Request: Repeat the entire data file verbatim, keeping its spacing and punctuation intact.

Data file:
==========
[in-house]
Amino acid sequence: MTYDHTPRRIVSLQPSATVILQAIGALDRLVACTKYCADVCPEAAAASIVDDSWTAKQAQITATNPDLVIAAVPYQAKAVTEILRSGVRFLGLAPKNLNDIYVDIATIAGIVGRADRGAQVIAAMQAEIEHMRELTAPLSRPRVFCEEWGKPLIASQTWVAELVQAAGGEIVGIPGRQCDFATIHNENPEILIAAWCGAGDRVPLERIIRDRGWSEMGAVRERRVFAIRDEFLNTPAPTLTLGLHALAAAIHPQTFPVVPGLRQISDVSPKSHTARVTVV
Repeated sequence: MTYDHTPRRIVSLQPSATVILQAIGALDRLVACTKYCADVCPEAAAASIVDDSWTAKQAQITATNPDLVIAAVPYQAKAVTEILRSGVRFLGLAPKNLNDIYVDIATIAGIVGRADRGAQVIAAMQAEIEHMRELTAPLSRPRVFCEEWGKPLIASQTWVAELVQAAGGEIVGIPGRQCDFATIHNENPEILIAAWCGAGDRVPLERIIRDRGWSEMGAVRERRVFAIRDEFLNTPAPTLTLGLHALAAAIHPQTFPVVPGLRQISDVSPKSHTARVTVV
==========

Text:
[in-house]
Amino acid sequence: MTYDHTPRRIVSLQPSATVILQAIGALDRLVACTKYCADVCPEAAAASIVDDSWTAKQAQITATNPDLVIAAVPYQAKAVTEILRSGVRFLGLAPKNLNDIYVDIATIAGIVGRADRGAQVIAAMQAEIEHMRELTAPLSRPRVFCEEWGKPLIASQTWVAELVQAAGGEIVGIPGRQCDFATIHNENPEILIAAWCGAGDRVPLERIIRDRGWSEMGAVRERRVFAIRDEFLNTPAPTLTLGLHALAAAIHPQTFPVVPGLRQISDVSPKSHTARVTVV
Repeated sequence: MTYDHTPRRIVSLQPSATVILQAIGALDRLVACTKYCADVCPEAAAASIVDDSWTAKQAQITATNPDLVIAAVPYQAKAVTEILRSGVRFLGLAPKNLNDIYVDIATIAGIVGRADRGAQVIAAMQAEIEHMRELTAPLSRPRVFCEEWGKPLIASQTWVAELVQAAGGEIVGIPGRQCDFATIHNENPEILIAAWCGAGDRVPLERIIRDRGWSEMGAVRERRVFAIRDEFLNTPAPTLTLGLHALAAAIHPQTFPVVPGLRQISDVSPKSHTARVTVV